As Gender Roles blur the lines of whats "feminine" and "masculine" how will that effect culture in the future?
Ideas of appropriate behavior according to gender vary among cultures and era, although some aspects receive more widespread attention than others. An interesting case is described by R.W. Connell in Men, Masculinity's and Feminism:
"There are cultures where it has been normal, not exceptional, for men to have homosexual relations. There have been periods in 'Western' history when the modern convention that men suppress displays of emotion did not apply at all, when men were demonstrative about their feeling for their friends. Mate ship in the Australian outback last century is a case in point."
Other aspects, however, may differ markedly with time and place. In pre-industrial Europe, for example, the practice of medicine (Other than midwifery) was generally seen as a male prerogative. However, in Russia, health care was more often seen as a feminine role. The results of these views can still be seen in modern society, where European medicine is most often practiced by men, while the majority of Russian doctors are women.
In many other cases, the elements of convention or tradition seem to play a dominant role in deciding which occupations fit in with which gender roles. In the United States, physicians have traditionally been men, and the few people who defied that expectation received a special job description: "woman doctor". Similarly, there were special terms like "male nurse", "woman lawyer", "lady barber", "male secretary," etc. But in the former Soviet Union countries, medical doctors are predominantly women, and in Germany and Taiwan it is very common for all of the barbers in a barber shop to be women. Also, throughout history, some jobs that have been typically male or female have switched genders. For example, clerical jobs used to be considered a men's jobs, but when several women began filling men's job positions due to World War II, clerical jobs quickly became dominated by women. It became more feminized, and women workers became known as "typewriters" or "secretaries". There are many other jobs that have switched gender roles. Many jobs are continually evolving as far as being dominated by women or men.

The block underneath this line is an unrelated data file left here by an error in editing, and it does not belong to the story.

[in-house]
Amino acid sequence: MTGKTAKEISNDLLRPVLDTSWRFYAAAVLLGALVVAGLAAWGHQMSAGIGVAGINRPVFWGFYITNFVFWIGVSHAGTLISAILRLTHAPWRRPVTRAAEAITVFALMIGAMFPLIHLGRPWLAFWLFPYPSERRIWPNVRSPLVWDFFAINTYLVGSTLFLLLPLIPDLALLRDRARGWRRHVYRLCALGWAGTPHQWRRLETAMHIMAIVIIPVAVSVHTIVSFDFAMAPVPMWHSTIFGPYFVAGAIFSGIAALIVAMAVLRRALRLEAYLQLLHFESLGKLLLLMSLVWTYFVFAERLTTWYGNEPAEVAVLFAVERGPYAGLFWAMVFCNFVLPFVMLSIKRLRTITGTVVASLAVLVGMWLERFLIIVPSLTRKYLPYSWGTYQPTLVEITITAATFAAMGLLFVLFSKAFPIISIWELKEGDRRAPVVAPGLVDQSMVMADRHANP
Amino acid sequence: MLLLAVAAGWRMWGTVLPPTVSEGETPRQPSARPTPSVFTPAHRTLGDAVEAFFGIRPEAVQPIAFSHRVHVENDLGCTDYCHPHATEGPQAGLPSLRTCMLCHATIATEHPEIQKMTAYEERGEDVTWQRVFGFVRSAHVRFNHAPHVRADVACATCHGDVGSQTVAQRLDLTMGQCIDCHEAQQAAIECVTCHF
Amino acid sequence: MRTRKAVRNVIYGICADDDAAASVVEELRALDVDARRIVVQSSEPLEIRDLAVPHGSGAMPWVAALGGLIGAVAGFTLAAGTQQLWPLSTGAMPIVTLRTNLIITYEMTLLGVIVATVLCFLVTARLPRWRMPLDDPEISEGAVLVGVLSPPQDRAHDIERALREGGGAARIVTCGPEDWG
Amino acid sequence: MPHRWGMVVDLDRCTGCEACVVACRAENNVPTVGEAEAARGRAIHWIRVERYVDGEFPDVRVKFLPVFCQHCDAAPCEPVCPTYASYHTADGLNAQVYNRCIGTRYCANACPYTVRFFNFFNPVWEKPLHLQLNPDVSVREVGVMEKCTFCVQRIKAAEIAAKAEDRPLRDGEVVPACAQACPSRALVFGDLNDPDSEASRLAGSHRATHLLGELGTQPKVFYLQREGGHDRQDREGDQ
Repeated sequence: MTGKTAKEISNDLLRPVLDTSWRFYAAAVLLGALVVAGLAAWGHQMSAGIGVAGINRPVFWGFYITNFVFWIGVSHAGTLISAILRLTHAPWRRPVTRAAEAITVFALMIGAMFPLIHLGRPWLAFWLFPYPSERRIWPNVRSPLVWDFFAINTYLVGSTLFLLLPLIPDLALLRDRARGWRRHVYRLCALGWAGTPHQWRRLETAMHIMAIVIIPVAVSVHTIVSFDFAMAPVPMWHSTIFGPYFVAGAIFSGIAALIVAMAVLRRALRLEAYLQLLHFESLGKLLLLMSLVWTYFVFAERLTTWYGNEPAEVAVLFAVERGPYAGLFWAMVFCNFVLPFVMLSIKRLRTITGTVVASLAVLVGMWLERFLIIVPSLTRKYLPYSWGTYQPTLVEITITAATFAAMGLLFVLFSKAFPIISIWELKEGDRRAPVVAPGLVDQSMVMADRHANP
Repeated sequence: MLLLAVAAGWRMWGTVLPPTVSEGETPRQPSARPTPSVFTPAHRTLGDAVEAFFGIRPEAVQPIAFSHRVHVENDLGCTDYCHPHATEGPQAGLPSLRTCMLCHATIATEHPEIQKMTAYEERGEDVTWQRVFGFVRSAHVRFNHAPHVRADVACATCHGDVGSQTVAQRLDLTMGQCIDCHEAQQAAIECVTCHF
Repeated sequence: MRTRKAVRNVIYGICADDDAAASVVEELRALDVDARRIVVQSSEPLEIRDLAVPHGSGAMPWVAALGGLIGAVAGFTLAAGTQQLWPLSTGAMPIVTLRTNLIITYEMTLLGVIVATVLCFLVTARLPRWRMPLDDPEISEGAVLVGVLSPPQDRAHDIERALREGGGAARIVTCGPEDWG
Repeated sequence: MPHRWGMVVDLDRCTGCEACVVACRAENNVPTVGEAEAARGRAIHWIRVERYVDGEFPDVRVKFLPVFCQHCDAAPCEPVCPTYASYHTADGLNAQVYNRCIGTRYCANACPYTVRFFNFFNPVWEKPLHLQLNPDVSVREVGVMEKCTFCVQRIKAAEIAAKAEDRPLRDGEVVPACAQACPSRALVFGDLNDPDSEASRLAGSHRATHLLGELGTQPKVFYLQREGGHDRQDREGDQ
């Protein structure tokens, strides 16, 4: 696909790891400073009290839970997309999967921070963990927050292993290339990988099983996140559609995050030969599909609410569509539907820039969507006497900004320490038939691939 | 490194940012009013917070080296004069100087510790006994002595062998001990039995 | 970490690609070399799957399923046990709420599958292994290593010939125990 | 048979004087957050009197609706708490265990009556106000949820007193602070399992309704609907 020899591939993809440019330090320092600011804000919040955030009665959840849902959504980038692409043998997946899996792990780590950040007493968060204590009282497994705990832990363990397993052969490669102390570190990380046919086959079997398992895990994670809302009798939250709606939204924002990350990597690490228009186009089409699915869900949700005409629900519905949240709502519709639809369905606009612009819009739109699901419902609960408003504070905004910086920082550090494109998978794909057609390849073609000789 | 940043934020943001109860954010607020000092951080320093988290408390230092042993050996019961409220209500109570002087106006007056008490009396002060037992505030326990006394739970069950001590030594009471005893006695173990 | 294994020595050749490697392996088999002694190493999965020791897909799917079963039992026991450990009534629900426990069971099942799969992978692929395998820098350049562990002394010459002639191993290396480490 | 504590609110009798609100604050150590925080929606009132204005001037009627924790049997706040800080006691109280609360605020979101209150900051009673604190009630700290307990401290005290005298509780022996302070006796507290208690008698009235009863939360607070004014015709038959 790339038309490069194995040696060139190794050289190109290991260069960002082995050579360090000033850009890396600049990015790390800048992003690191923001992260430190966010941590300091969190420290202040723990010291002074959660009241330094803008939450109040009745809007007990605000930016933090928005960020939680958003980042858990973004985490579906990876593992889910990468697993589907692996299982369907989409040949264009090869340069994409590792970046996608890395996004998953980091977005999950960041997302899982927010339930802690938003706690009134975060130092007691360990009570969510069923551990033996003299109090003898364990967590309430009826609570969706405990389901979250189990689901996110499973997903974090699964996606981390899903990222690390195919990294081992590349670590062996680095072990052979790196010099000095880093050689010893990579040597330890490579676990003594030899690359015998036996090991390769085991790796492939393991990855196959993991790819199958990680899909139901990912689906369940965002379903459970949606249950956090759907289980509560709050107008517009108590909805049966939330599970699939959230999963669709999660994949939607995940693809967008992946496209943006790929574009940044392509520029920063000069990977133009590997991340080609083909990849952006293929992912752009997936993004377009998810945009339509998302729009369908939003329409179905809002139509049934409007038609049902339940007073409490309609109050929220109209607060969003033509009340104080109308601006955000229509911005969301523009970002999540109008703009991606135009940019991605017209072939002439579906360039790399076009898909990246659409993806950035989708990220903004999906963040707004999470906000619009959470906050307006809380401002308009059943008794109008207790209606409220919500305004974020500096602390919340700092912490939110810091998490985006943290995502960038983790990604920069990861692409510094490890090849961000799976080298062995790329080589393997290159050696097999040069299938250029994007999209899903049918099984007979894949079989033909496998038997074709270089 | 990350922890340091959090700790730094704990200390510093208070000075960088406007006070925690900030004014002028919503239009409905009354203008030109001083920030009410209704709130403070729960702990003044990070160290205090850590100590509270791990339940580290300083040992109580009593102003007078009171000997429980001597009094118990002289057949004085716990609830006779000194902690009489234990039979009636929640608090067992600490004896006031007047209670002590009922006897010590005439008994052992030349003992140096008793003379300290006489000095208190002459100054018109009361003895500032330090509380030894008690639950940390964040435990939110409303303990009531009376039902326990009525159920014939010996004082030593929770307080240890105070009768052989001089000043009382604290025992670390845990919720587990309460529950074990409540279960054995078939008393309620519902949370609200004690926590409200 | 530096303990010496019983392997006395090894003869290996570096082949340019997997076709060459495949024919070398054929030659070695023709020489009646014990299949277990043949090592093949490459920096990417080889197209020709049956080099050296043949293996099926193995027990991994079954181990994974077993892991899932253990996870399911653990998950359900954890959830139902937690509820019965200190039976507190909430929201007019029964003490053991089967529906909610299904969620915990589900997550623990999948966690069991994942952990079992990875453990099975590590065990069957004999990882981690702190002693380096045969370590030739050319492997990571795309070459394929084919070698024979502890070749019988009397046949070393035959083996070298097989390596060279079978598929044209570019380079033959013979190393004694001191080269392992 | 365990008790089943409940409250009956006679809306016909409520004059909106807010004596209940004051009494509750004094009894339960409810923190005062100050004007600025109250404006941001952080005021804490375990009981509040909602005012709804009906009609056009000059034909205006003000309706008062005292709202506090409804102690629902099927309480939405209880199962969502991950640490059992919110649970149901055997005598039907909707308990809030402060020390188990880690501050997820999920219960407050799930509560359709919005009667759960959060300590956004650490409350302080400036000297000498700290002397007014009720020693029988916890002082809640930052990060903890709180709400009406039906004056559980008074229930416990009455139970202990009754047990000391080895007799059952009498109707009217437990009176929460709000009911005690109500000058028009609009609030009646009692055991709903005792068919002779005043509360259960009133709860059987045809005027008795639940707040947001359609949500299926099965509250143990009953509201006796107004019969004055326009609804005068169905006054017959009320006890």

In Western society, people whose gender appears masculine are sometimes ridiculed for exhibiting what the society regards as a woman's gender role. For instance, someone with a masculine voice, a five o'clock shadow (or a fuller beard), an Adam's apple, etc., wearing a woman's dress and high heels, carrying a purse, etc., would most likely draw ridicule or other unfriendly attention in ordinary social contexts (the stage and screen excepted). It is seen by some in that society that such a gender role for a man is not acceptable. This, and other societies, impose expectations on the behavior of the members of society, and specifically on the gender roles of individuals, resulting in prescriptions regarding gender roles.
Will society get to a point where Feminity and Masculinity are less important to humans?
Will that possibly lead to more people being pan-romantic:romantic attraction towards people of any gender or lack of gender?
Or even increased sexual ambiguity of society in the future?